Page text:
Here is a review of what I grew in pots in 2014 and how well they did. The most successful was an alstroemeria. The variety, Fabiana, has variegated foliage which adds interest even when the plant is not in bloom.
In winter. I take the alstromeria out of the pot and sink it in the vegetable garden. This is rather tricky, because if I put it too deep, it is sitting in water. The secret is to put it an inch or so below the soil surface with a lot of mulch on top. Over the years, I have had problems finding plants that would go well with this very colorful Vietnamese pot. If flowers are too bright they compete with the pot. This subdued Alstroemeria seems to be the best thing for it.
It only starts blooming in early July, but then it stays covered with flowers till frost. Alstroemeria seems to grow just as well in a pot as in the ground.
Every year I grow various hostas in pots. They also seem to do just as well in pots as in the ground, and of course in a pot they are to a large extant protected from slugs and snails. The one below is 'Sagae' with yellow Creeping Jenny at the base.
|Hosta sagae and Creeping Jenny|
I have a few tender trees I take to a dark cellar where temperatures do not get much below -1 Celsius. The figtree on the right is used to this regimen, but I am not sure what I will do with the Eugenia myrtifolium (I have two of them) which I just bought this spring. They are originally from Australia and are zone 10-11. No cold cellar for them!
|Eugenia myrtifolium and Fig tree on the right|
|Lotus 'Mrs. Perry D. Slocum'|
I also grow annuals in pots. This year I had a variety of nasturtiums in one of my black pots. They did well, but I should have added some nasturtium seeds when the plants started blooming because they now (early September) look quite awful. It I had seeded replacement plants earlier in the season, these would now be at their best.
In another of these black pots, I have some 'radio' calendulas that keep company to the tomatoes.
I grew Torenia for the first time this year. In these small pots, they stayed nice for about two months. They were in full shade. I expect they would have performed better (and longer) in the ground.
To end with, some China Asters (in Chinese pots) on the left and some begonias from two bulbs that were blooming for the third year this summer.
I love big pots and have quite a few in and around the gardens. There are many that have to go into the greenhouse every fall but they are worth the trouble.ReplyDelete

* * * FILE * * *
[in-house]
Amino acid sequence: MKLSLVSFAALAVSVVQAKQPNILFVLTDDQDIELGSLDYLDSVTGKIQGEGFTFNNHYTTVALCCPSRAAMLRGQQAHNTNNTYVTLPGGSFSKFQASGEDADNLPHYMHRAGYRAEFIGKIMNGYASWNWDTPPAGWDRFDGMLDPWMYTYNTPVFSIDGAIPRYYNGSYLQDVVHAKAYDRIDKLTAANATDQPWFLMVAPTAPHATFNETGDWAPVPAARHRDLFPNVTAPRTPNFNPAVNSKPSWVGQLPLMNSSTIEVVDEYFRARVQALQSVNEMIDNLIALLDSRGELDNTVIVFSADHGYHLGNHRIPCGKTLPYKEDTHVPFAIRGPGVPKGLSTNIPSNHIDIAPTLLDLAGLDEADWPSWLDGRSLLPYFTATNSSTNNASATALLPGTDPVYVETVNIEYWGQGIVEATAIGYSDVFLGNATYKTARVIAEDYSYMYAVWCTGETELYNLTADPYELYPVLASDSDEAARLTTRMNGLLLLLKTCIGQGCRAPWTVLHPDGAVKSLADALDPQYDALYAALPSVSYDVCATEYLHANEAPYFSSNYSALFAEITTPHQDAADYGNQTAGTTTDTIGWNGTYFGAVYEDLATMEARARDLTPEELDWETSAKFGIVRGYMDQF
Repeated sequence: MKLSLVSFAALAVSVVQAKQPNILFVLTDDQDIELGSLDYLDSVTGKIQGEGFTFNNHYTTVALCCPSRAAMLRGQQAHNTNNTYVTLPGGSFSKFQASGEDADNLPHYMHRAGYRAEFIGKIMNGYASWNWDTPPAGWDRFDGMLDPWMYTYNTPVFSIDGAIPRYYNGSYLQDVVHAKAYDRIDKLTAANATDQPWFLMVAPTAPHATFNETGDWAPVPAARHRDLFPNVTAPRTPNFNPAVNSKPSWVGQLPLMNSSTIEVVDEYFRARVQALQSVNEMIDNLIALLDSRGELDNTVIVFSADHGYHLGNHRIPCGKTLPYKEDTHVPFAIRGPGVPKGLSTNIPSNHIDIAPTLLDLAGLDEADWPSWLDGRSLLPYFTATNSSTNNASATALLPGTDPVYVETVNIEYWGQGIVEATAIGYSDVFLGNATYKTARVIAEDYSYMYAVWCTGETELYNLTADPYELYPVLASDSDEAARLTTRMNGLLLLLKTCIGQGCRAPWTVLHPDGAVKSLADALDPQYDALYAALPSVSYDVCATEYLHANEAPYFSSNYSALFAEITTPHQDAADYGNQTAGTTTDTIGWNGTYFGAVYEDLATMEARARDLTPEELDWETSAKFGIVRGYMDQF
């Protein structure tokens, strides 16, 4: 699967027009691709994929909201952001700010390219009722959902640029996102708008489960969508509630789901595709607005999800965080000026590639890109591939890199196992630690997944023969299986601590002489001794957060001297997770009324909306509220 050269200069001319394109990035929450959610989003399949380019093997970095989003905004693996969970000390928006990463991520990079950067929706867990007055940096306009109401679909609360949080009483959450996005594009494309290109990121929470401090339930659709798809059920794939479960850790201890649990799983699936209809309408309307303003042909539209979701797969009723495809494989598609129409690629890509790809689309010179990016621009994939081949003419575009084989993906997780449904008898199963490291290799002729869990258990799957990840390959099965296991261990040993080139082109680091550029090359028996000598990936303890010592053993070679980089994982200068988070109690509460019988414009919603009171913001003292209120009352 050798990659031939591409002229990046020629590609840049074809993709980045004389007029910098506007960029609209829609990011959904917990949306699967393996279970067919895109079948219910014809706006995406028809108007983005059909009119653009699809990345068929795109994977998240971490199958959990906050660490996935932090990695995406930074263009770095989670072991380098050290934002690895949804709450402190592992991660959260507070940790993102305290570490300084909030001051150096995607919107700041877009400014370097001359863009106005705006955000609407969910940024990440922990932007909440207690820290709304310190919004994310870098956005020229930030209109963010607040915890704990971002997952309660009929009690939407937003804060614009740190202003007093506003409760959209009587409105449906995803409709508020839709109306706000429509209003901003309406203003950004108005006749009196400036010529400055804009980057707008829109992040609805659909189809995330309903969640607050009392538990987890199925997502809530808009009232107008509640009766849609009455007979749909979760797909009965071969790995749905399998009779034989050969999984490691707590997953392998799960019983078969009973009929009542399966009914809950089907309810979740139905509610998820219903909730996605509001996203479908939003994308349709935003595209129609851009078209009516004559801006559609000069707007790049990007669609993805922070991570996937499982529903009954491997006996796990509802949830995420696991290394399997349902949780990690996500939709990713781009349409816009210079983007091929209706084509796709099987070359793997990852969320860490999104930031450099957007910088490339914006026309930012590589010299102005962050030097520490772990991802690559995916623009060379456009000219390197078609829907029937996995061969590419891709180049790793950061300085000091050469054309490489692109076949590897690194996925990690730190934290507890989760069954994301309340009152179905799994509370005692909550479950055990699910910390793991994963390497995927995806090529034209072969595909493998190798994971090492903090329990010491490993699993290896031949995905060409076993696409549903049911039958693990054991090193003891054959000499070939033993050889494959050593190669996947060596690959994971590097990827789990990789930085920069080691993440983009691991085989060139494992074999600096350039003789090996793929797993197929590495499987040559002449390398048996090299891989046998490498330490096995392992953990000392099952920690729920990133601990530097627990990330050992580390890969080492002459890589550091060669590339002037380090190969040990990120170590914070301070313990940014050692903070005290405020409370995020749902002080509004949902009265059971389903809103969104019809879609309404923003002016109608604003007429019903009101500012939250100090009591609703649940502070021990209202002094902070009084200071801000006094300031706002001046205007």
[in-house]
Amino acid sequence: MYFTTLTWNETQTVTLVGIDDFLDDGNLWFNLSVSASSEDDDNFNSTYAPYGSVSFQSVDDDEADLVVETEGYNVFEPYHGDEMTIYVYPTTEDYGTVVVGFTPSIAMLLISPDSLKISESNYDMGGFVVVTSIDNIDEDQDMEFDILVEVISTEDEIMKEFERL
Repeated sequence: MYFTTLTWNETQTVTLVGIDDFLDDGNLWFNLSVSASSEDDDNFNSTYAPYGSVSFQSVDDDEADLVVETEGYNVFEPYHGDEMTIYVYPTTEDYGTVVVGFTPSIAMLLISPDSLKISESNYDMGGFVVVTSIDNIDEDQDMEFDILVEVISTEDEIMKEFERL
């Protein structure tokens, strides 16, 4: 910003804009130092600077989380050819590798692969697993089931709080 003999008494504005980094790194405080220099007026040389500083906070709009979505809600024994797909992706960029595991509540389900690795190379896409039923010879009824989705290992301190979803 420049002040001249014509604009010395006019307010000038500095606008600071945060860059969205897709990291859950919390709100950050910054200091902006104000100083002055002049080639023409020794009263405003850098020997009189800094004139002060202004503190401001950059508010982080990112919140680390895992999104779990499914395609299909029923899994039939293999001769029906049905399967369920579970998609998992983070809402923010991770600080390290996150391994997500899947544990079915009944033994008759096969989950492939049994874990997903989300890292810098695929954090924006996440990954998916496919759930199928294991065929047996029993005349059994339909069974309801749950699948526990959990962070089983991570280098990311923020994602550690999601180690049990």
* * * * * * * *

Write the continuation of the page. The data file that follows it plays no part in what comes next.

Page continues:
They all look good to me!ReplyDelete
I haven't come across that Alstromeria before, it's really unusual. Next year I want to try growing hostas in pots, with a bit of copper tape around the rim. It is a complete and utter waste of time in the ground here.ReplyDelete
Hosta do very well in pots. They even increase.Delete
Your pots all look superb! They are a statement to the care you give them as all the plants look so happy.ReplyDelete
Thank you Pauline but I did not show you the actual failures!Delete
Your pots are all flourishing. I love my hostas in pots too and also grow most of my veggies in big containers. Do you move your hosta inside over the winter?ReplyDelete
I transfer the hostas that are grown in pots to the vegetable beds for the winter. You have to have good labels because when you have to dig them up in the spring, there is no way to find out which is which. Many people just put the pots on their side and they survive well. I have hesitated do to this so far because I am afraid the pots might crack.Delete
The alstroemeria looks like a great choice for midsummer, when a lot of other plants have either finished blooming or haven't yet gotten there.ReplyDelete
At first I was wondering why your potted perennials keep going into the veggie patch, but I guess it's all cleared out by fall and you're using it as a nursery bed?
That is it. The veggie bed becomes a nursery bed.Delete
Some great looking containers Alain. I love that Alstroemeria. I planted one in the ground this year but it has very bright blooms, your variety is lovely and delicate.ReplyDelete
They don't survive the winter here. This is why I have to bury it in the ground and put mulch on top.Delete
Sedum in pots are doing very well indeed. Yours look like a crassula. And the design of the pot of alstroemeria is a barock as the variagated form can be :)ReplyDelete
The sedum variety is "Matrona", it is a darker pink than Autumn Joy and the like Of course sedums belong to the Crassulaceae family but you are right. This one is more like a cassula.Delete
I love containers as well. I put the drainage of foam plastic in each and the containers are not heavy so I move the plants to sunny spots or in shady spot when it's necessary. I love Creeping Jenny too and grow it under roses because no weeds in this case.Lovely ideas of combination! Your pots are interesting especially Vietnamese one.
Very good post. Your point about planting later nasturtiums seeds is a good one, I wish I had done that.ReplyDelete
I love your pots, the Alstroemeria is gorgeous and what a good idea growing Sedum in a pot, it is very effective. I would love to try the lotus, have you ever got one to flower?ReplyDelete
The lotus has bloomed in previous years. The growing tip is supposed to be very brittle and if you break it the plant dies. Knowing this has frighten me off trimming the roots. However I suspect it has not bloom this year because it has a huge ball of roots that ought to be trimmed. Next Spring I will take the plunge and trim - advienne que pourra!Delete
Hello Alain, I particularly like the hosta underplanted with the creeping jenny because uUsually it's the hosta that is used for the underplanting and I really like how that's been turned on it's head in that pot.ReplyDelete
I am glad you like it Sunil. They seem to work well together.ReplyDelete